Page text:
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What’s Happening With CenturyLink and Level 3? How Will These Operations Overlap?

Network

By Jayne MillerNov 1, 2016

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Yesterday CenturyLink confirmed the rumors, announcing that they’ve reached a cash-and-stock deal to buy Level 3 Communications for around $25 billion.

Here’s what’s happening.

It’s been reported that CenturyLink agreed to swap $26.50 in cash and 1.4286 CenturyLink share for each share of Level 3.

Under the deal terms, CenturyLink shareholders will own approximately 51% and Level 3 shareholders will own roughly 49% of the combined company. (You can read more about that in TeleGeography’s CommsUpdate.)

According to the press release issued by CenturyLink, the transaction is expected to close by the end of the third quarter 2017. Until then, both will operate as separate, independent companies.

Glen Post, leader of CenturyLink since 1992, will serve as CEO of the company, once combined. Level 3 Chief Financial Officer Sunit Patel will be the new CFO.

This transaction increases CenturyLink’s network by 200,000 route miles of fiber, which includes 64,000 route miles in 350 metropolitan areas and 33,000 subsea route miles.

A quick look at the companies involved: CenturyLink provides broadband, voice, video, data, and managed services over a 250,000-route-mile U.S. fiber network and a 300,000-route-mile international transport network.

Level 3 Communications provides local, national, and global communications services to enterprise, government, and carrier wholesale customers in more than 500 markets in over 60 countries.

CenturyLink’s press release touched on how this merger will impact their portfolio:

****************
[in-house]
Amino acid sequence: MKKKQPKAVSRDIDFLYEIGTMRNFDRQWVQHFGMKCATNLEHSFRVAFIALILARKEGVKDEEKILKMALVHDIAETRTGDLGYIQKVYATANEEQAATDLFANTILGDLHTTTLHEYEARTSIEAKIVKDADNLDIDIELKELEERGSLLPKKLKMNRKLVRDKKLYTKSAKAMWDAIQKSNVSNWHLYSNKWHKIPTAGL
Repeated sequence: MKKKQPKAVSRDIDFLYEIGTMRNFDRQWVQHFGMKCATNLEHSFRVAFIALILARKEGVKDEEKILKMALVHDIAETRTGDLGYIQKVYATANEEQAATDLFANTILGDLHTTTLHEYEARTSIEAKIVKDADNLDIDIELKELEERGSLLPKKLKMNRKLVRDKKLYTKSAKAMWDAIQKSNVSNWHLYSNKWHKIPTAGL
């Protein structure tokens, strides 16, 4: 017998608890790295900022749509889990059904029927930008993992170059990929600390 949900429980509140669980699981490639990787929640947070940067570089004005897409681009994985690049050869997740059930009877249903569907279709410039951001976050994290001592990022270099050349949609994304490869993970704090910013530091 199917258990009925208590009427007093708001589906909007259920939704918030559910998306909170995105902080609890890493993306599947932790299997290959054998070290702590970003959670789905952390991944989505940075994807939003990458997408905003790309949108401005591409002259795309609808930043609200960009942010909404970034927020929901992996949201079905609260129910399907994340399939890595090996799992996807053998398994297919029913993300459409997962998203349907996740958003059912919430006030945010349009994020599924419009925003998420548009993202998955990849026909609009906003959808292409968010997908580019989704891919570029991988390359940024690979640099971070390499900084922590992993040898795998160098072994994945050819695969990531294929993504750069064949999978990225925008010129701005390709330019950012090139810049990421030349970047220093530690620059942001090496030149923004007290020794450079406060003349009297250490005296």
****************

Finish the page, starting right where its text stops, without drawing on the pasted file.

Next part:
“This transaction increases CenturyLink’s network by 200,000 route miles of fiber, which includes 64,000 route miles in 350 metropolitan areas and 33,000 subsea route miles connecting multiple continents.

The release went on to mention future broadband infrastructure opportunities:

“This transaction will provide the combined company with increased opportunity to invest in its broadband infrastructure and enhance broadband speed for small businesses and consumers.”

What Level 3 and CenturyLink have in common is that they’ve been two of the most acquisitive telecom operators of the past two decades.

It’s been speculated that CenturyLink has been looking to upgrade its network with fiber-optic lines to compete with AT&T Inc., Verizon Communications Inc., and others in the cable industry.

Level 3, meanwhile, runs one of the largest internet backbones in the world. A network builder of the late 1990s, it is currently the number one upstream provider to broadband ISPs in the U.S.

CenturyLink, Level 3 U.S. Network Map

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What Level 3 and CenturyLink have in common is that they’ve been two of the most acquisitive telecom operators of the past two decades. Their current merger represents the culmination of dozens of smaller acquisitions over the years. (CenturyLink alone formed from a merger between CenturyTel and Embarq in 2009.)

With this in mind, there’s already a lot of overlap on the U.S. networks side.